Practical Advice on Becoming a Better Blogger
Pages: 1, 2
If you're like me, you probably send a lot of email. Here are two tricks that really help in promoting your blog:
If you're into a topic, such as virtualization, you're probably already reading blogs on the topic or writing emails to your team or colleagues about it. If what you are writing is "public"—in other words, not covering some secret or unreleased product—consider blogging it instead of emailing it:
One way that folk find blogs is to follow "tags." For example, here is a dynamic page on Technorati that lists recent blogs about OpenJPA: http://technorati.com/tag/openjpa. Click "Posts" for the good information.
Now you can subscribe to the feed for this tag too (see the "Subscribe" on the page). In other words, you can subscribe to a feed that tells you whenever anyone has blogged about OpenJPA (and tagged their blog post to tell Technorati that they have blogged about OpenJPA). Isn't that neat?
That page also provides some HTML that you can copy and paste into your own blog if you want to tag your blog as relevant to OpenJPA:
If you're using a blog client like Microsoft LiveWriter, there'll be a field where you can enter tags and it will do this tagging for you.
Consider adding your blog to aggregators that are worthwhile and relevant. For example, if you blog about Java exclusively, take a look at java.blogs. It aggregates and ranks Java blogs—and some folk just read blogs that are aggregated here instead of going into the wilds of the Web looking for scraps.
If you find other worthwhile aggregators, and I'll point to them here.
Don't be disheartened if you have no comments. There are always a lot more readers than folk who leave comments. As you build up an audience over time, the chance that someone will leave a comment will increase. It's worth pointing out that we have a blog on Dev2Dev that had more than 20,000 readers and only a single comment…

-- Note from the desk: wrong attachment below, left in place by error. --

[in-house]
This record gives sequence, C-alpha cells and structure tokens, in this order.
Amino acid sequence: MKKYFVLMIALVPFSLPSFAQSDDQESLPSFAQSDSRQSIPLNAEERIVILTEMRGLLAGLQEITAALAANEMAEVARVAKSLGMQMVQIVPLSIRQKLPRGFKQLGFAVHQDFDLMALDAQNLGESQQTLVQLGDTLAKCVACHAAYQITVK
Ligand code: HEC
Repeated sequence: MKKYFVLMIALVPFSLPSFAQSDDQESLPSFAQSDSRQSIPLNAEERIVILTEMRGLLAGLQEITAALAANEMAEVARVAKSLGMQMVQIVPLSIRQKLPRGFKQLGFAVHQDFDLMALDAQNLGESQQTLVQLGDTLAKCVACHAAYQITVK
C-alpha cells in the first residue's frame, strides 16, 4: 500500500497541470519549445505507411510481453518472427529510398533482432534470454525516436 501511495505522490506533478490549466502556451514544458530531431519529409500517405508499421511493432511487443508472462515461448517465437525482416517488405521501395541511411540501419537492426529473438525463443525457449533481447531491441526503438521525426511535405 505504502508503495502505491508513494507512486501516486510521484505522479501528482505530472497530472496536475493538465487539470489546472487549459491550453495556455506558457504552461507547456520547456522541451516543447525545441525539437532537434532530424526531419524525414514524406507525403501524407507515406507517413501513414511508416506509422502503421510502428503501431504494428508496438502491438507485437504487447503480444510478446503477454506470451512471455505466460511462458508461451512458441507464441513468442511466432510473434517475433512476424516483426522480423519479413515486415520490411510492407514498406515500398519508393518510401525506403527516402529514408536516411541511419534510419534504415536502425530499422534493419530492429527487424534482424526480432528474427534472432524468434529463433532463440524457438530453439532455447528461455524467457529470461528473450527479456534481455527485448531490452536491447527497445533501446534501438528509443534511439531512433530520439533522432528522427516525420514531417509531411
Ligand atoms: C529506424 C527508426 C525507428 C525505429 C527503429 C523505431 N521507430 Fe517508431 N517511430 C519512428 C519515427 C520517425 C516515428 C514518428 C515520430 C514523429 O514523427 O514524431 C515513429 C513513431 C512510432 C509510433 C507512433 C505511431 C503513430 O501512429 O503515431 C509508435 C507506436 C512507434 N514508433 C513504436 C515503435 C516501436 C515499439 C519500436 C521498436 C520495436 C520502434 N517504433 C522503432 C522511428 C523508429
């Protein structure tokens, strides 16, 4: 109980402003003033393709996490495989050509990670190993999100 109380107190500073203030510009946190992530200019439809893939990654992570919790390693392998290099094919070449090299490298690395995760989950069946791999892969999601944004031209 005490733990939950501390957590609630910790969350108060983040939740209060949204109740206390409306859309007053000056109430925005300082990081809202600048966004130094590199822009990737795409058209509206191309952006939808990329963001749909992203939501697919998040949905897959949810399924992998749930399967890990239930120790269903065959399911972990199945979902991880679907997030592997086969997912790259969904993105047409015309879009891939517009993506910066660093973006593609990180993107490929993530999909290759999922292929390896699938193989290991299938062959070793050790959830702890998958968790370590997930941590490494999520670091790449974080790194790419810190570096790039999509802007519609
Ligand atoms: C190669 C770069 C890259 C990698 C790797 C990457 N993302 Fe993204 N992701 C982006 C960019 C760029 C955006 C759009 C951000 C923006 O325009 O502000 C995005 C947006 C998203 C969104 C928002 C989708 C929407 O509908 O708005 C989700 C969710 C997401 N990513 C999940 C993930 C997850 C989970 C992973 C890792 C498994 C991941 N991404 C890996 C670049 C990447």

What increases your chances of receiving comments? Well, having someone read your blog in the first place! A lot of what this article covers are techniques for increasing the likelihood of that happening.
What else increases the chance of receiving comments? Blogging frequency…
Maintain a blogging frequency - Some people blog twice, don't receive comments, and then don't blog again. Don't do that! Try to maintain a constant stream of items. Remember our advice in Step 1 about blogging what you know, in the style in which you want to blog. That'll help you maintain a set pattern. Get into the habit of blogging—try to blog once a week, or twice a month.
Write what you read - Since you're already reading blogs, as a way of filling in the gaps consider blogging links to interesting blogs you have read. For example, perhaps you're maintaining a list on del.icio.us. That can be set up for "daily blog posting," which posts (automatically) the list of links that you've bookmarked. (Try adding value by adding notes to each link you bookmark if you do this.)
Whatever you do, don't lose heart. The Web is so big, there's bound to be a sizeable audience interested in what you're writing, but building an audience takes time.
A simple but effective way to make your blogs more interesting:
If you're visiting a conference, post a picture of that too.
It's unlikely that you will write perfect prose every time.
Check your links - If you're pointing to other posts or Web pages, check that they're linking to the expected pages.
Spell check and proofread - You make a more credible case when you express yourself accurately. Some bloggers write their blogs in text editors and then copy and paste their text into the Web form, or use blogging clients that that provide spell checking. Firefox and Safari have spell-checking facilities that you should use if you don't use a blogging client.
We all make mistakes, so don't fret. You're not writing an encyclopedia; you're just writing what you know. If you do spot a mistake in your blog post:
Thanks go to my colleagues Sarah Kim and Chris Adamson for their input.
Jon Mountjoy worked as the editor-in-chief of Dev2Dev and Arch2Arch until April 2008.